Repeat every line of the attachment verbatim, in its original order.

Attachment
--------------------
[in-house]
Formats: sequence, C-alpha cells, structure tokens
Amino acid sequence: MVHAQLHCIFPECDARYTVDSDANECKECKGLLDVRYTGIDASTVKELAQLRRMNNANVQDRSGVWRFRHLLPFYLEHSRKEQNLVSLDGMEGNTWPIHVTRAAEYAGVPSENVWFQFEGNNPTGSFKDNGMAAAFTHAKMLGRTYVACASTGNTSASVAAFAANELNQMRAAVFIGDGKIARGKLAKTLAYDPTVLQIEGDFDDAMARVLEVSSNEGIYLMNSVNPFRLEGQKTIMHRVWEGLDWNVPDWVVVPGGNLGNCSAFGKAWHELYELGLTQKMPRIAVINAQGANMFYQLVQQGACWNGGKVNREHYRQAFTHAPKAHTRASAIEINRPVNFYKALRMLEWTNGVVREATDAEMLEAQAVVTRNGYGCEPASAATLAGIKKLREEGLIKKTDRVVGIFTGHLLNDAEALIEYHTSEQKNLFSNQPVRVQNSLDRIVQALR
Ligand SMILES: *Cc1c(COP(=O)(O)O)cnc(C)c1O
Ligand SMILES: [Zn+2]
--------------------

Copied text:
[in-house]
Formats: sequence, C-alpha cells, structure tokens
Amino acid sequence: MVHAQLHCIFPECDARYTVDSDANECKECKGLLDVRYTGIDASTVKELAQLRRMNNANVQDRSGVWRFRHLLPFYLEHSRKEQNLVSLDGMEGNTWPIHVTRAAEYAGVPSENVWFQFEGNNPTGSFKDNGMAAAFTHAKMLGRTYVACASTGNTSASVAAFAANELNQMRAAVFIGDGKIARGKLAKTLAYDPTVLQIEGDFDDAMARVLEVSSNEGIYLMNSVNPFRLEGQKTIMHRVWEGLDWNVPDWVVVPGGNLGNCSAFGKAWHELYELGLTQKMPRIAVINAQGANMFYQLVQQGACWNGGKVNREHYRQAFTHAPKAHTRASAIEINRPVNFYKALRMLEWTNGVVREATDAEMLEAQAVVTRNGYGCEPASAATLAGIKKLREEGLIKKTDRVVGIFTGHLLNDAEALIEYHTSEQKNLFSNQPVRVQNSLDRIVQALR
Ligand SMILES: *Cc1c(COP(=O)(O)O)cnc(C)c1O
Ligand SMILES: [Zn+2]